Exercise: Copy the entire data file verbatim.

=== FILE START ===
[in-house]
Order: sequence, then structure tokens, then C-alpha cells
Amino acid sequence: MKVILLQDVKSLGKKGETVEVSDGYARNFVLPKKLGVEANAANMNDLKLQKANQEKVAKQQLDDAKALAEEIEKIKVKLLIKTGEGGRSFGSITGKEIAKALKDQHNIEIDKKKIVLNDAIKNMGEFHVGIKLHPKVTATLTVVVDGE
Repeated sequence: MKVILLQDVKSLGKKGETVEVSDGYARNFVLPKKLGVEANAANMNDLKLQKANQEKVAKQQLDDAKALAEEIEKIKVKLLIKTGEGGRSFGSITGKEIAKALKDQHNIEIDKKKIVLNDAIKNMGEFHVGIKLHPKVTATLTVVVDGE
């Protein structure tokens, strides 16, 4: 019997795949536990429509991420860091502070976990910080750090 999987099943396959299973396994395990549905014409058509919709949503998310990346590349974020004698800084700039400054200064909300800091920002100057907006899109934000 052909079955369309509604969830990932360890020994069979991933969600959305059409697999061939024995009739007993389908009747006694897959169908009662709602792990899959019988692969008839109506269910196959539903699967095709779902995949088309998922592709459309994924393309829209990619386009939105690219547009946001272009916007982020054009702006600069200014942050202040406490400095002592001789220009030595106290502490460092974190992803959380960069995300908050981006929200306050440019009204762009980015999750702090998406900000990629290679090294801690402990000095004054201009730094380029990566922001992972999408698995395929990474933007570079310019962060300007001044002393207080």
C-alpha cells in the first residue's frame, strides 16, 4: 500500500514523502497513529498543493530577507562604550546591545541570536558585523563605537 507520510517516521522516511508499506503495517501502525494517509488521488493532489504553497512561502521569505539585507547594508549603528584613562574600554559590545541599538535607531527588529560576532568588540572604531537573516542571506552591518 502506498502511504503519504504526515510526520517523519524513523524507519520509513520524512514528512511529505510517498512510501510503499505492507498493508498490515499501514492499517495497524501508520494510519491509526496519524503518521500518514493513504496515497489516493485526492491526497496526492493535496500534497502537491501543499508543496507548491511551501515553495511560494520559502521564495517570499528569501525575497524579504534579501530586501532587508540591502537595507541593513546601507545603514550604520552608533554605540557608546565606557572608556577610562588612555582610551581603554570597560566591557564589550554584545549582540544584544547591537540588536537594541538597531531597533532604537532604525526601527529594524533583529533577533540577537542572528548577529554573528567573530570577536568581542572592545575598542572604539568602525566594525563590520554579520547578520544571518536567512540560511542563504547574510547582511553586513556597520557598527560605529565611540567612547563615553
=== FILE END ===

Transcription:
[in-house]
Order: sequence, then structure tokens, then C-alpha cells
Amino acid sequence: MKVILLQDVKSLGKKGETVEVSDGYARNFVLPKKLGVEANAANMNDLKLQKANQEKVAKQQLDDAKALAEEIEKIKVKLLIKTGEGGRSFGSITGKEIAKALKDQHNIEIDKKKIVLNDAIKNMGEFHVGIKLHPKVTATLTVVVDGE
Repeated sequence: MKVILLQDVKSLGKKGETVEVSDGYARNFVLPKKLGVEANAANMNDLKLQKANQEKVAKQQLDDAKALAEEIEKIKVKLLIKTGEGGRSFGSITGKEIAKALKDQHNIEIDKKKIVLNDAIKNMGEFHVGIKLHPKVTATLTVVVDGE
């Protein structure tokens, strides 16, 4: 019997795949536990429509991420860091502070976990910080750090 999987099943396959299973396994395990549905014409058509919709949503998310990346590349974020004698800084700039400054200064909300800091920002100057907006899109934000 052909079955369309509604969830990932360890020994069979991933969600959305059409697999061939024995009739007993389908009747006694897959169908009662709602792990899959019988692969008839109506269910196959539903699967095709779902995949088309998922592709459309994924393309829209990619386009939105690219547009946001272009916007982020054009702006600069200014942050202040406490400095002592001789220009030595106290502490460092974190992803959380960069995300908050981006929200306050440019009204762009980015999750702090998406900000990629290679090294801690402990000095004054201009730094380029990566922001992972999408698995395929990474933007570079310019962060300007001044002393207080």
C-alpha cells in the first residue's frame, strides 16, 4: 500500500514523502497513529498543493530577507562604550546591545541570536558585523563605537 507520510517516521522516511508499506503495517501502525494517509488521488493532489504553497512561502521569505539585507547594508549603528584613562574600554559590545541599538535607531527588529560576532568588540572604531537573516542571506552591518 502506498502511504503519504504526515510526520517523519524513523524507519520509513520524512514528512511529505510517498512510501510503499505492507498493508498490515499501514492499517495497524501508520494510519491509526496519524503518521500518514493513504496515497489516493485526492491526497496526492493535496500534497502537491501543499508543496507548491511551501515553495511560494520559502521564495517570499528569501525575497524579504534579501530586501532587508540591502537595507541593513546601507545603514550604520552608533554605540557608546565606557572608556577610562588612555582610551581603554570597560566591557564589550554584545549582540544584544547591537540588536537594541538597531531597533532604537532604525526601527529594524533583529533577533540577537542572528548577529554573528567573530570577536568581542572592545575598542572604539568602525566594525563590520554579520547578520544571518536567512540560511542563504547574510547582511553586513556597520557598527560605529565611540567612547563615553